Who is Gemma Brushett and why was a cyclist forced to pay the yoga teacher £100,000?
GEMMA Brushett was knocked unconscious after she was hit by a cyclist on a busy crossing in central London in 2015 while she was looking at her phone.
The controversial case went to court with the judge awarding Brushett damages and ordering the cyclist to pay her court costs.
Who is Gemma Brushett?
Brushett, 28, is a yoga teacher who brought the case against keen cyclist Robert Hazeldean.
Brushett sued the biker and was awarded a payout, despite Judge Shanti Mauger finding that she was equally to blame for the accident, and could have been sued herself by the cyclist.
At Central London County Court Judge Mauger awarded her £4,161.79 in damages after saying the 8mm scar she suffered to her lip did not wreck her “very attractive” appearance.
The judge also ordered Hazeldean to pay her legal bills, thought to be in the region of £100k, because he was not insured at the time of the crash.
He also blasted the “claim culture” as he called for reform of the legal system.
He added: “The case has cast a shadow over our new life in France and left our future uncertain.
“Covering the costs and the compensation is going to leave me bankrupt.
“I can only hope that the focus on this case highlights the vulnerability of cyclists, both physically and against the courts and that it might help reform a legal system that appears to leave certain road users disproportionately exposed.
“Had I had legal representation at the time of preparing my defence, I would have taken those steps to protect myself.
“I would urge other cyclists to take out insurance through British Cycling to help protect them from experiencing what I’ve gone through.”
What did Robert Hazeldean say?
The landscape designer, who has since moved to Côte d’Azur in France to start a new life, said he was “deeply disappointed” by the decision and could be left “bankrupt”.
He said: “Today finally brings to a close four years that have taken a great toll on my mental health.
“I am of course deeply disappointed with the outcome, reeling from the impact it will have on my life, and concerned by the precedent that it might set for other cyclists.
“I am more grateful than I can say for the support of my wonderful girlfriend and my friends and family. I would not have got through this without them.”
What happened in the accident?
The court heard that Brushett, who works for a finance firm in the City as well as running yoga retreats, was one of a “throng” of people trying to cross the road at the start of rush hour when the accident occurred.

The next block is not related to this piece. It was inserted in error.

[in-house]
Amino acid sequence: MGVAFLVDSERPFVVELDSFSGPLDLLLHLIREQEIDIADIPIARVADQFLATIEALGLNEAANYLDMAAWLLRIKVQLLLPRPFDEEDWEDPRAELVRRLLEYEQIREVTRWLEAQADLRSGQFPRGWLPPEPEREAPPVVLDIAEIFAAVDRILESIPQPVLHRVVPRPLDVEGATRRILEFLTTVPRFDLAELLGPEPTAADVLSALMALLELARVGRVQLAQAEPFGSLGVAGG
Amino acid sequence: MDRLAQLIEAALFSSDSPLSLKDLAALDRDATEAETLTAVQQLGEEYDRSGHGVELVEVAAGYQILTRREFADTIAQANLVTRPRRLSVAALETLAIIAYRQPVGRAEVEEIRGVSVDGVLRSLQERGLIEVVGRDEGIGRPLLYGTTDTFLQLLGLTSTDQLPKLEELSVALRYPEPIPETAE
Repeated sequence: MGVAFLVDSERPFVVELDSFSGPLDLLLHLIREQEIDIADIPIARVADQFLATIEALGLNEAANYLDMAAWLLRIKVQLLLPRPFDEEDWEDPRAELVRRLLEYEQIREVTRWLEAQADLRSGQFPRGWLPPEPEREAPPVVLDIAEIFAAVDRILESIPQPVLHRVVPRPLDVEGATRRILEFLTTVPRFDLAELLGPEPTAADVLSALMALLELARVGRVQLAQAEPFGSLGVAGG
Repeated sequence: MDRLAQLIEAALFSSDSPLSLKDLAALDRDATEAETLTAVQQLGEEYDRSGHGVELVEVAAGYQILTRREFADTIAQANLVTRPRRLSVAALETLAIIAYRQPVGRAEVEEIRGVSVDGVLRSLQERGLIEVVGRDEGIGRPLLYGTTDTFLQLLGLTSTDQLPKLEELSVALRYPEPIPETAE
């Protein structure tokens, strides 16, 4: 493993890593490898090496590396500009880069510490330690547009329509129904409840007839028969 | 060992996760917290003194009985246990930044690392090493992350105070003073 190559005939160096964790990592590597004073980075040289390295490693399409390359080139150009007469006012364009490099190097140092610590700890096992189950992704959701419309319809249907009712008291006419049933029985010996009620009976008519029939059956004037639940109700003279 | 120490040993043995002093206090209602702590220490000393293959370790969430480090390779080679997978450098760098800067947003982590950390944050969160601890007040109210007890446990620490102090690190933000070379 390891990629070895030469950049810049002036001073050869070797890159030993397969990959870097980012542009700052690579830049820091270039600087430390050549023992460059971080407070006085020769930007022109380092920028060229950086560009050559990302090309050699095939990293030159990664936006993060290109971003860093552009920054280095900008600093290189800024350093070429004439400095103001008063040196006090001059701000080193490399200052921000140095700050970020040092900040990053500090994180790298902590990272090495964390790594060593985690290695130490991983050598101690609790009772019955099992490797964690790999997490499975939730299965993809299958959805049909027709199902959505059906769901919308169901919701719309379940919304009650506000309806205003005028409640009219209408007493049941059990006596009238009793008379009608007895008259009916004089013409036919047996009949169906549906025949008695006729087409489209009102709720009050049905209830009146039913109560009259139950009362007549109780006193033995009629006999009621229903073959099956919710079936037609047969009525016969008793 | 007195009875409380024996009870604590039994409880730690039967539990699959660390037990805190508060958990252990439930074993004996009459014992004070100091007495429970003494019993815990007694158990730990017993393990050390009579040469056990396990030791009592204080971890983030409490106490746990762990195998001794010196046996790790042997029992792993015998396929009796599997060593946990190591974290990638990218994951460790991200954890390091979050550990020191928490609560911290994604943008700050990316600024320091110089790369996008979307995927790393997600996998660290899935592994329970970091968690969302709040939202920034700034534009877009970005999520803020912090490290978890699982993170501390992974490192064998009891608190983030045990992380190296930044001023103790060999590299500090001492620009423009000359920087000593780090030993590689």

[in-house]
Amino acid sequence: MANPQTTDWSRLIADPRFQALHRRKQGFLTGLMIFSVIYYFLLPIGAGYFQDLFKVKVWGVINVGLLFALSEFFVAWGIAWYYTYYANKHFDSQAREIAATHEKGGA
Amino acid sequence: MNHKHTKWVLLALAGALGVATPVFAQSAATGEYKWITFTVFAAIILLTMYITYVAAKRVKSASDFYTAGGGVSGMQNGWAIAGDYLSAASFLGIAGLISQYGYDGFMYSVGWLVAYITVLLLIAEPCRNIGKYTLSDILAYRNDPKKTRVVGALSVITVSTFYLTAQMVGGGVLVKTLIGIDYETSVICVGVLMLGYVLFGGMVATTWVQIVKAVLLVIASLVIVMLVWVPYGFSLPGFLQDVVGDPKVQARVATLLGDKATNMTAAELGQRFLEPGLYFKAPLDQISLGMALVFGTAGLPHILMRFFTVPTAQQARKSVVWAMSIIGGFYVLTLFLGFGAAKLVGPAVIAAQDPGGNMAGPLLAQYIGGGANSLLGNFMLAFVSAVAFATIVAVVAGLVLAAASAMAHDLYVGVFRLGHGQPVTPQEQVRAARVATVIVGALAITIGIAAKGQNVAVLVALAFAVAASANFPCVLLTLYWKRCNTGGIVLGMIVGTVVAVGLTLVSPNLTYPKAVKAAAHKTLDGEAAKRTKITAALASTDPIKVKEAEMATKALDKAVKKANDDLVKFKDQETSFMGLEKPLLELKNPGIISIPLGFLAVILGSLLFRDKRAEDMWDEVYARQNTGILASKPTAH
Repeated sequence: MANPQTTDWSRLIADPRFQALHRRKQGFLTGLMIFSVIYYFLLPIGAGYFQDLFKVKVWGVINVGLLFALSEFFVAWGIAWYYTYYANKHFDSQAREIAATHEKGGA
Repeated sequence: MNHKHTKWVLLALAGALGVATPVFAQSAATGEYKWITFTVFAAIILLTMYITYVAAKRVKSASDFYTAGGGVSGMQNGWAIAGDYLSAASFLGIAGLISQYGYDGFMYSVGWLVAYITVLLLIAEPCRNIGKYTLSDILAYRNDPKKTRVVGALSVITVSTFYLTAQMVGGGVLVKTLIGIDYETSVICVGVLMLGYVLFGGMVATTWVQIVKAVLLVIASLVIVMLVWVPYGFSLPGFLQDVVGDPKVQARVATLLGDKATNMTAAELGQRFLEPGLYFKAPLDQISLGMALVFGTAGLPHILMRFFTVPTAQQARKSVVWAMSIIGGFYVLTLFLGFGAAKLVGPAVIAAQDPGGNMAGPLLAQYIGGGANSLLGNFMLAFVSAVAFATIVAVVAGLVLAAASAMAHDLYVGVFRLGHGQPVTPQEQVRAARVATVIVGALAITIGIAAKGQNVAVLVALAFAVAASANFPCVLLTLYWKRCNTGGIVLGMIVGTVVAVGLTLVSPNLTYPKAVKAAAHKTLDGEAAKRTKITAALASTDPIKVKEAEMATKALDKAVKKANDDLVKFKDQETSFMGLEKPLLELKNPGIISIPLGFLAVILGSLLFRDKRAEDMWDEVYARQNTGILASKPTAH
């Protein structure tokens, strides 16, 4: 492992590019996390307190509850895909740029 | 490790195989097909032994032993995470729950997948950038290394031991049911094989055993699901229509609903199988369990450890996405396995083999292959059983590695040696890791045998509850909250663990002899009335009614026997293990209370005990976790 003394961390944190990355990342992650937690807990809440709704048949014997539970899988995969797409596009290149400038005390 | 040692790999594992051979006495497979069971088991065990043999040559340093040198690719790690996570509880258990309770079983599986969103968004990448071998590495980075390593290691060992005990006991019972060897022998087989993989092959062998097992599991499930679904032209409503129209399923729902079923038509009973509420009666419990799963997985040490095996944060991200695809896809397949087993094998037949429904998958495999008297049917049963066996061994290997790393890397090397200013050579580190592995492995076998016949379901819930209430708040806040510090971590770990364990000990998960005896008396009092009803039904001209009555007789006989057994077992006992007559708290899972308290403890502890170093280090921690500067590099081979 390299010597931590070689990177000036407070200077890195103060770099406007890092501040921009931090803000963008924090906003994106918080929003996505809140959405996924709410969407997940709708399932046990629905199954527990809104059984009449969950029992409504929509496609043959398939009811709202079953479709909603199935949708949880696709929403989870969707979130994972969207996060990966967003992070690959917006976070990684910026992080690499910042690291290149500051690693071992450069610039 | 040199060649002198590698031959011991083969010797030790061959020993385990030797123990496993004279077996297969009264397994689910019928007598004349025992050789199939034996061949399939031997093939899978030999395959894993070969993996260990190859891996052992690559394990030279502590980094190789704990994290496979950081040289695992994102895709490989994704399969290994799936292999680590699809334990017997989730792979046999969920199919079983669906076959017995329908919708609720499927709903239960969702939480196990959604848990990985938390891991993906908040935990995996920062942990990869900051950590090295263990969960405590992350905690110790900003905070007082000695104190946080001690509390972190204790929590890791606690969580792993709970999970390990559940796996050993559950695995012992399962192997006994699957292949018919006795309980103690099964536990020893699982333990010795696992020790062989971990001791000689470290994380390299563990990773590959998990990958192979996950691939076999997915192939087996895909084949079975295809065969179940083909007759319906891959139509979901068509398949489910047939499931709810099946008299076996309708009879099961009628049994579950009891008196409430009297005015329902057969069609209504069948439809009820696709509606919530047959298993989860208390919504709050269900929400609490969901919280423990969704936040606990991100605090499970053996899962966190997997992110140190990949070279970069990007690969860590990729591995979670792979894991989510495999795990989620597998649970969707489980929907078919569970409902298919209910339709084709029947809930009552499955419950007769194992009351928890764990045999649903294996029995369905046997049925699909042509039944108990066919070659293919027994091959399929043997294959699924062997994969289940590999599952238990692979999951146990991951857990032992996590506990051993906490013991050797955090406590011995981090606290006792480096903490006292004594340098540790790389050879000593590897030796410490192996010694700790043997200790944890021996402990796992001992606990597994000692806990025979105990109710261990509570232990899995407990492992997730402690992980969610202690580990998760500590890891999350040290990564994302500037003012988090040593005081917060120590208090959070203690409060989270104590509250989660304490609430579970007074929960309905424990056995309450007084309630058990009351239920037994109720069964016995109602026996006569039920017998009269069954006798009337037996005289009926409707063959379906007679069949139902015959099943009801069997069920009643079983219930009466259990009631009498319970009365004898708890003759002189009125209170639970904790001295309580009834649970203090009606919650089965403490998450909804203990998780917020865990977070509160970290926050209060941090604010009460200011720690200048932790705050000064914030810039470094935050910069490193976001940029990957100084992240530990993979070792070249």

She was looking at her mobile phone when crossing the road from east to west and only noticed Hazeldean approaching at the last moment.
She “panicked” and tried to dodge back to a traffic island, but the cyclist, who had been travelling at between 10-15mph, swerved in the same direction and hit her.
Hazeldean had come through a green traffic light, and had sounded a loud airhorn attached to his Specialized roadbike, as well as shouting, swerving and braking in a bid to avoid the pedestrian.
Both Brushett and Hazeldean were knocked out by the impact, with Brushett suffering cuts, cracked teeth and post-traumatic amnesia.
Judge Mauger said Hazeldean was “a calm and reasonable road user.”
But ruled he was liable to pay damages as “cyclists must be prepared at all times for people to behave in unexpected ways.”
Although Brushett was “was looking at her phone” when she walked into the road in front of him, Hazeldean knew the road was not entirely clear when he tried to ride through.
Why were the legal costs so high?
Emma Farrell, head of the Personal Injury team at Levi Solicitors, said Mr Hazeldean’s costs would have been limited to £6,000 if he had been insured.
She explained: “If he had come to us sooner, we would have advised him to enter a counterclaim given that he has been left with permanent scarring, both physically and mentally.
“He would then have had protection under the law against a large costs order.”
A spokesman for the company added: “We believe that the law in this area urgently needs reforming.”
Roger Geffen, Cycling UK policy director, also expressed fears for cyclists amid a “claim culture”.
Most read in news
He said: “It’s worth remembering that serious injuries to pedestrians from collisions involving cyclists are rare, and that the cyclist can also be seriously injured when they happen too.
“From media reports, it seems odd that the judge attributed responsibility on a 50/50 basis given their own reported comments on the case.
“However this case highlights why Cycling UK gives all our members third party insurance, and recommends regular cyclists taken out similar policies to protect them from this sort of situation.”